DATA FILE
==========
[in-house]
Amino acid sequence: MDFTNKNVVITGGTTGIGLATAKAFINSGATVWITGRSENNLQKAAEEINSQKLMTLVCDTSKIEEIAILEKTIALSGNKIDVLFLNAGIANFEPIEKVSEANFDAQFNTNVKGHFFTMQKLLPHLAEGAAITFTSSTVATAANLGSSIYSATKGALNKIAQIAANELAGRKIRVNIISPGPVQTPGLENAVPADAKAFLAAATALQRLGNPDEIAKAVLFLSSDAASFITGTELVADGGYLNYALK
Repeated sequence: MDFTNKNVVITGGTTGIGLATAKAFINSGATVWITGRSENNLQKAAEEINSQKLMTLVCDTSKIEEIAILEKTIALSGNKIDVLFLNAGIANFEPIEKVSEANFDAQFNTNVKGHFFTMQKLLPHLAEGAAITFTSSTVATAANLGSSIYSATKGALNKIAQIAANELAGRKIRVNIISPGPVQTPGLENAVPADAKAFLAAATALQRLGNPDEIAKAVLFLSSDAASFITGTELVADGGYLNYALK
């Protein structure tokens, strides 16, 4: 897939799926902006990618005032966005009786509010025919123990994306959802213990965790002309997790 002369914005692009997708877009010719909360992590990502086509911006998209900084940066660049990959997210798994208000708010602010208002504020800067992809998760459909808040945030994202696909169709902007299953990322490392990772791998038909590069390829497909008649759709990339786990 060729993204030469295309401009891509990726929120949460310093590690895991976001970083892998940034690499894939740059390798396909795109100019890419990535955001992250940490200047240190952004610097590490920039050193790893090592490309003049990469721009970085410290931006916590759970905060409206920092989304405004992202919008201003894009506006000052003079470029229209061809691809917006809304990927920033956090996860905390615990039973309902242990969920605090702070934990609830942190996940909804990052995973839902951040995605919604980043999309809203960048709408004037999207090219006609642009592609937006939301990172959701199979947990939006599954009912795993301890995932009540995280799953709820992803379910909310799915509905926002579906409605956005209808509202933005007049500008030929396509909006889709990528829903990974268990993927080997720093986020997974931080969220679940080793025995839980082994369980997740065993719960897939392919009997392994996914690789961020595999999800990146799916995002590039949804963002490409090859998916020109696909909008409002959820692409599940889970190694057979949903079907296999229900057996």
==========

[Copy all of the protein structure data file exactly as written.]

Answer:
[in-house]
Amino acid sequence: MDFTNKNVVITGGTTGIGLATAKAFINSGATVWITGRSENNLQKAAEEINSQKLMTLVCDTSKIEEIAILEKTIALSGNKIDVLFLNAGIANFEPIEKVSEANFDAQFNTNVKGHFFTMQKLLPHLAEGAAITFTSSTVATAANLGSSIYSATKGALNKIAQIAANELAGRKIRVNIISPGPVQTPGLENAVPADAKAFLAAATALQRLGNPDEIAKAVLFLSSDAASFITGTELVADGGYLNYALK
Repeated sequence: MDFTNKNVVITGGTTGIGLATAKAFINSGATVWITGRSENNLQKAAEEINSQKLMTLVCDTSKIEEIAILEKTIALSGNKIDVLFLNAGIANFEPIEKVSEANFDAQFNTNVKGHFFTMQKLLPHLAEGAAITFTSSTVATAANLGSSIYSATKGALNKIAQIAANELAGRKIRVNIISPGPVQTPGLENAVPADAKAFLAAATALQRLGNPDEIAKAVLFLSSDAASFITGTELVADGGYLNYALK
């Protein structure tokens, strides 16, 4: 897939799926902006990618005032966005009786509010025919123990994306959802213990965790002309997790 002369914005692009997708877009010719909360992590990502086509911006998209900084940066660049990959997210798994208000708010602010208002504020800067992809998760459909808040945030994202696909169709902007299953990322490392990772791998038909590069390829497909008649759709990339786990 060729993204030469295309401009891509990726929120949460310093590690895991976001970083892998940034690499894939740059390798396909795109100019890419990535955001992250940490200047240190952004610097590490920039050193790893090592490309003049990469721009970085410290931006916590759970905060409206920092989304405004992202919008201003894009506006000052003079470029229209061809691809917006809304990927920033956090996860905390615990039973309902242990969920605090702070934990609830942190996940909804990052995973839902951040995605919604980043999309809203960048709408004037999207090219006609642009592609937006939301990172959701199979947990939006599954009912795993301890995932009540995280799953709820992803379910909310799915509905926002579906409605956005209808509202933005007049500008030929396509909006889709990528829903990974268990993927080997720093986020997974931080969220679940080793025995839980082994369980997740065993719960897939392919009997392994996914690789961020595999999800990146799916995002590039949804963002490409090859998916020109696909909008409002959820692409599940889970190694057979949903079907296999229900057996």